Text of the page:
YOUNG prisoners are being given greater access to school courses following a link-up between Education Scotland and Polmont young offenders institute.
The Scottish Prison Service (SPS) is aiming to turn the young offenders institute into a kind of secured college.
Public and third sector organisations are being invited to provide a range of courses aimed at improving rehabilitation and reducing reoffending, by giving young people a better chance of securing work after release.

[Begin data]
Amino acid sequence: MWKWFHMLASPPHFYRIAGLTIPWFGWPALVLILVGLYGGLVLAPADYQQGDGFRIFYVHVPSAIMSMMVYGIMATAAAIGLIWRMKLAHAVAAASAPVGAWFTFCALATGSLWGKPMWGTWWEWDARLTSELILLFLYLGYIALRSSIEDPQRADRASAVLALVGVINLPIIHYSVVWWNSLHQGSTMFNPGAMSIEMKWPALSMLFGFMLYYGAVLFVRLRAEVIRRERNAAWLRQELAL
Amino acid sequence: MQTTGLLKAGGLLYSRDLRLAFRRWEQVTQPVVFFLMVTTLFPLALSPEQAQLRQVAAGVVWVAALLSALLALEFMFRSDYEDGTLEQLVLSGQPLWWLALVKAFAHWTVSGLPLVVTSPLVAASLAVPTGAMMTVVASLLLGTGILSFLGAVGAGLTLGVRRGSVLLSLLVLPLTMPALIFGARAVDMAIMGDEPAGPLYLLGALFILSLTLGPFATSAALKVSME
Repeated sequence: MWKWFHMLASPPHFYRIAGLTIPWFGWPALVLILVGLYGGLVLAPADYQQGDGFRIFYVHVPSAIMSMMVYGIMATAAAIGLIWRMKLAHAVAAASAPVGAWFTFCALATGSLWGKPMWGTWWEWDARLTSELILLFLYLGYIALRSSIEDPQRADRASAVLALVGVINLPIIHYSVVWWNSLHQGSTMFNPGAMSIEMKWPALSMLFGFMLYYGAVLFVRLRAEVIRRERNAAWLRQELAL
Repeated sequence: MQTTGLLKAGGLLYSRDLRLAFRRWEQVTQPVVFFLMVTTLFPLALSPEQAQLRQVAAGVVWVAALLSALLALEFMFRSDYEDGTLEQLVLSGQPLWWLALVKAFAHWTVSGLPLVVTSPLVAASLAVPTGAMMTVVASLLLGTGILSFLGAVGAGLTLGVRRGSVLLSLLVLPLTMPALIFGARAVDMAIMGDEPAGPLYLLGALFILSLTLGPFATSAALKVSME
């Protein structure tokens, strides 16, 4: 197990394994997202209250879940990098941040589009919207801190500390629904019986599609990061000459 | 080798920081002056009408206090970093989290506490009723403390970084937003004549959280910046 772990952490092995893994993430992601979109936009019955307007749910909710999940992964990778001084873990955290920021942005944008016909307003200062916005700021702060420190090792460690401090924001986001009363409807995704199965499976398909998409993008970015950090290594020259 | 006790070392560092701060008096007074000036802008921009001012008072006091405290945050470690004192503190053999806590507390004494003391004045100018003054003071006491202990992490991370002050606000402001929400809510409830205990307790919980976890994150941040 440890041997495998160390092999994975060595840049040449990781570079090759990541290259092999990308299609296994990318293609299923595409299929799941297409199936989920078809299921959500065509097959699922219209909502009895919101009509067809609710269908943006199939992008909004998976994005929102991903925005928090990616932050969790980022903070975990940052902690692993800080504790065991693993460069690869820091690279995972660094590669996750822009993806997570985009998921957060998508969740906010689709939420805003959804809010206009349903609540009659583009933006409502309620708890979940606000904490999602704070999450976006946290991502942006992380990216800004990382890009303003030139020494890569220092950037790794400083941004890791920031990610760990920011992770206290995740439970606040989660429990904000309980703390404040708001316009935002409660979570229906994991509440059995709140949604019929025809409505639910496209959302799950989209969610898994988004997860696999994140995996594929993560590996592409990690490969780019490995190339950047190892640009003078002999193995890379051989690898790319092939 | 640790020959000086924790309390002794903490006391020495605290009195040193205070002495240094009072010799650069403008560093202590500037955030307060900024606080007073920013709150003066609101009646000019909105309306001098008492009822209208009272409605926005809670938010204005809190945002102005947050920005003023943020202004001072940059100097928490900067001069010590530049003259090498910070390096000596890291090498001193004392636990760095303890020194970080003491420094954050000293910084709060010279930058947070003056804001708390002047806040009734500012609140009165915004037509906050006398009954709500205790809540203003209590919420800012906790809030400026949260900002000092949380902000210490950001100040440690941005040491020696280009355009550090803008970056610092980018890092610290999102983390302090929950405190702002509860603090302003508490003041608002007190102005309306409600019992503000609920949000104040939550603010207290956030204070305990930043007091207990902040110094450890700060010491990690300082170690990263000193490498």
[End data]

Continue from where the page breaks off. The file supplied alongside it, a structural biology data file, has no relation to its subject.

Representatives from agencies, including Carnegie College, Skills Development Scotland, The Wise Group, and Falkirk Council, attended a conference at the Scottish Prison Service College to discuss possibilities yesterday.
It follows criticism by Her Majesty’s Chief Inspector of Prisons in Scotland, Brigadier Hugh Monro, who found twice as many inmates choosing to remain in their cells rather than take part in training or rehabilitation, during a visit to Polmont.
Colin McConnell, chief executive of the SPS, said: “This is a chance to send a clear message that the achievable career path for the majority of young people in Polmont is not further reoffending, but a useful future.”